Abstract 79: Troponin T, NT-proBNP, and Incidence of Stroke: The Atherosclerosis Risk in Communities (ARIC) Study
Increased levels of plasma troponins and natriuretic peptides in the general population are associated with increased future risk of cardiovascular disease, but only limited information exists on these biomarkers and stroke occurrence. In a prospective epidemiological study, the Atherosclerosis Risk in Communities (ARIC) Study, we tested the hypothesis that high-sensitivity troponin T (TnT) and N-terminal pro B-type natriuretic peptide (NT-proBNP) are associated positively with incidence of stroke. We measured plasma high-sensitivity TnT and NT-proBNP in 10,902 men or women initially free of stroke and followed them for a mean of 11.3 years for stroke occurrence (n=507). Analyses were performed using proportional hazards modeling. Both biomarkers were associated positively with total stroke, nonlacunar ischemic, and especially, cardioembolic stroke, but not with lacunar or hemorrhagic stroke. After adjustment for other stroke risk factors, the hazard ratio (95% CI) per one SD greater increment of natural log-transformed TnT was 1.23 (1.13, 1.35) for total stroke, 1.27 (1.15, 1.40) for total ischemic stroke, and 1.36 (1.14, 1.62) for cardioembolic stroke. Likewise, the hazard ratio per one SD greater natural log-transformed NT-proBNP, was 1.37 (1.26, 1.49) for total stroke, 1.39 (1.27, 1.53) for total ischemic stroke, and 1.95 (1.67, 2.28) for cardioembolic stroke. The hazard ratios for jointly high values of TnT (≥0.013 ug/L) and NT-proBNP (≥155.2 pg/mL), versus neither biomarker high, were 2.70 (1.92, 3.79) for total stroke and 6.26 (3.40, 11.5) for cardioembolic stroke, and somewhat stronger for NT-proBNP than TnT. Strikingly, approximately 58% of cardioembolic strokes occurred in the highest quintile of pre-stroke NT-proBNP (versus 3% occurring in the lowest quintile), and 32% of cardioembolic strokes occurred in participants who had both NT-proBNP in the highest quintile and were known by ARIC to have atrial fibrillation sometime before their cardioembolic stroke occurrence. In conclusion, in the general population, elevated plasma TnT and NT-proBNP concentrations are associated with increased risk of cardioembolic and other nonlacunar ischemic strokes.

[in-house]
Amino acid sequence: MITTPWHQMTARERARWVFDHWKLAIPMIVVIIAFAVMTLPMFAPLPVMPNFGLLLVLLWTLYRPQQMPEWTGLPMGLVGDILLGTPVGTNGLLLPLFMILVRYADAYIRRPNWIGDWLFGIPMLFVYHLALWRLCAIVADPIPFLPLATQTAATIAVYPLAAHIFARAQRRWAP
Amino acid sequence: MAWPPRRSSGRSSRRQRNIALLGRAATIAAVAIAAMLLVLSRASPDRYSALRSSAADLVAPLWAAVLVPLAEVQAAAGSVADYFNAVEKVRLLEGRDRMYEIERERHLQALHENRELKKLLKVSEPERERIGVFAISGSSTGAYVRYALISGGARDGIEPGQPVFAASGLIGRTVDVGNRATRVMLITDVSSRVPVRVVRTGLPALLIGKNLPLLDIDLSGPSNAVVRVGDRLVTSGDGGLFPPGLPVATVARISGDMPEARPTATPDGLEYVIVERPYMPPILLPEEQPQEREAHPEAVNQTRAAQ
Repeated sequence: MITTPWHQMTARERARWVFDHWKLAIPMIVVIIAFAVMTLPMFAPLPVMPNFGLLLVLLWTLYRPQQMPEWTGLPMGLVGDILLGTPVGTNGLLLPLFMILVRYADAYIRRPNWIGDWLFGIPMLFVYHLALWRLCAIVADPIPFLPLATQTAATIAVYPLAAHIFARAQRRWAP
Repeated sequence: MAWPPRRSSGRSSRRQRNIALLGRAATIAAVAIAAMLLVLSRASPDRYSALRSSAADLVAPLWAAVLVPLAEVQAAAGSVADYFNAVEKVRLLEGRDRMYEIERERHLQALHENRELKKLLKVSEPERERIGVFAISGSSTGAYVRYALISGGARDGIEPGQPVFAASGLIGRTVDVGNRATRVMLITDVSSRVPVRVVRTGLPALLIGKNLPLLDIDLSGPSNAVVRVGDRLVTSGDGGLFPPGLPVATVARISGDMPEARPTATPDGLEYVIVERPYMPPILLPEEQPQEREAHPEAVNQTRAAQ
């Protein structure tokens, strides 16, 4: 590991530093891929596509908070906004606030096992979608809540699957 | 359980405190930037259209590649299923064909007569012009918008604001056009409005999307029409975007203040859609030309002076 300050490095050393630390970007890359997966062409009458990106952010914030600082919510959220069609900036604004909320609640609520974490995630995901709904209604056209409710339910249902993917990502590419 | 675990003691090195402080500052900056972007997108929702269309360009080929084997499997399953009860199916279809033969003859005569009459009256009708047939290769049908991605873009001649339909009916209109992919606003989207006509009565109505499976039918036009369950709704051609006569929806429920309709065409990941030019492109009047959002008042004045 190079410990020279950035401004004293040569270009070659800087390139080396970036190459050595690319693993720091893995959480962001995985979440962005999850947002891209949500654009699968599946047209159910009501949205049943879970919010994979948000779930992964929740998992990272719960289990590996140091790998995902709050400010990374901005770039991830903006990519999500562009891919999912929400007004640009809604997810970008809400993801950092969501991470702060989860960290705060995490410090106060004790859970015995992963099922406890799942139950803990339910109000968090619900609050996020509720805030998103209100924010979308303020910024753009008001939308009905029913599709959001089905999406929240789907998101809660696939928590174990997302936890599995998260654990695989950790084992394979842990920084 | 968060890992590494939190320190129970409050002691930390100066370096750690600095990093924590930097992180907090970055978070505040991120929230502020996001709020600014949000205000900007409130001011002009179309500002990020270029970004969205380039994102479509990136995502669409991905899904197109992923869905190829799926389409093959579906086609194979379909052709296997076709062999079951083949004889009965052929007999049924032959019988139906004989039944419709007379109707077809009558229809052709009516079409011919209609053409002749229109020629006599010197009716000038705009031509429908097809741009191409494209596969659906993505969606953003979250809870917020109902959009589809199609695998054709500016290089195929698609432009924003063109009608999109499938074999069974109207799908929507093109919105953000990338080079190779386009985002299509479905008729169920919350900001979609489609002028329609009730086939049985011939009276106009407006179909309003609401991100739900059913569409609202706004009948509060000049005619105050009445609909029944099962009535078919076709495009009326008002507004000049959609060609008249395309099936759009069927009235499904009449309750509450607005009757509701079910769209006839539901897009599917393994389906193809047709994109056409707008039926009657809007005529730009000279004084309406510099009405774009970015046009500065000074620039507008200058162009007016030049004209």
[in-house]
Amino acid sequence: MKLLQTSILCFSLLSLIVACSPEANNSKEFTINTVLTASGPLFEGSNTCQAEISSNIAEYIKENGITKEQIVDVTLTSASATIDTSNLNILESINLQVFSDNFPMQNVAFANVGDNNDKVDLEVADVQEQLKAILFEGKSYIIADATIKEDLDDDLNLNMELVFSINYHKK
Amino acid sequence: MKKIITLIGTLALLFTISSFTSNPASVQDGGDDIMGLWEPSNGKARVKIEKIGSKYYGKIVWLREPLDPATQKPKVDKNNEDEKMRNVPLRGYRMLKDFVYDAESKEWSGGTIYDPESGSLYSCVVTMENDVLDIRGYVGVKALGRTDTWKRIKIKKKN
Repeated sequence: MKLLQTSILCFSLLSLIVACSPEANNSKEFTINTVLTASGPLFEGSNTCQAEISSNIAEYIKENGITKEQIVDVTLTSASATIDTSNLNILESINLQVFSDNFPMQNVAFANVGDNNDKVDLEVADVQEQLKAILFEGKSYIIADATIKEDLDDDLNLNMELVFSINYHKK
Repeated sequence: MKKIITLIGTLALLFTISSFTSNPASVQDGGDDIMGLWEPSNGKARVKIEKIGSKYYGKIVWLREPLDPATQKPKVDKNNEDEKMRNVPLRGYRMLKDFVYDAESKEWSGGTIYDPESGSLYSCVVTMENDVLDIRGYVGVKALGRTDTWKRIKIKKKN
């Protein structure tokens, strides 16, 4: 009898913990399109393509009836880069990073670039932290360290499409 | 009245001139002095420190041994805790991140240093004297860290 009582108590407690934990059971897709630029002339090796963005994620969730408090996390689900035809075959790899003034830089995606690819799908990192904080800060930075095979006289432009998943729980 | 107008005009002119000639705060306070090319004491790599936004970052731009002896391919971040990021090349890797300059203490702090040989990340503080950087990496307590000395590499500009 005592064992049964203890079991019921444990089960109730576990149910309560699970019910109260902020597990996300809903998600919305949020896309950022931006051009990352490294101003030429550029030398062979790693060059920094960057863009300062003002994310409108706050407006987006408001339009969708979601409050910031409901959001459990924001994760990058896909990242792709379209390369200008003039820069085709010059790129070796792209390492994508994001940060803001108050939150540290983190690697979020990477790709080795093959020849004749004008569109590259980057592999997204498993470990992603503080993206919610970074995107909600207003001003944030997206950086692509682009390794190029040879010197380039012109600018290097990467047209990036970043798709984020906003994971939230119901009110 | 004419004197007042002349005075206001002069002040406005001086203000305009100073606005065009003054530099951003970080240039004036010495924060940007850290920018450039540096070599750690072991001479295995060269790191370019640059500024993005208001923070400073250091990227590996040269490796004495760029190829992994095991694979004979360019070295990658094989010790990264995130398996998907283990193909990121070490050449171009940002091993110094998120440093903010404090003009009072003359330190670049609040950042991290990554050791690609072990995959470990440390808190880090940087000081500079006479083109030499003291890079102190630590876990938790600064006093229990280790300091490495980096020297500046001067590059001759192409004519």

- © 2012 by American Heart Association, Inc.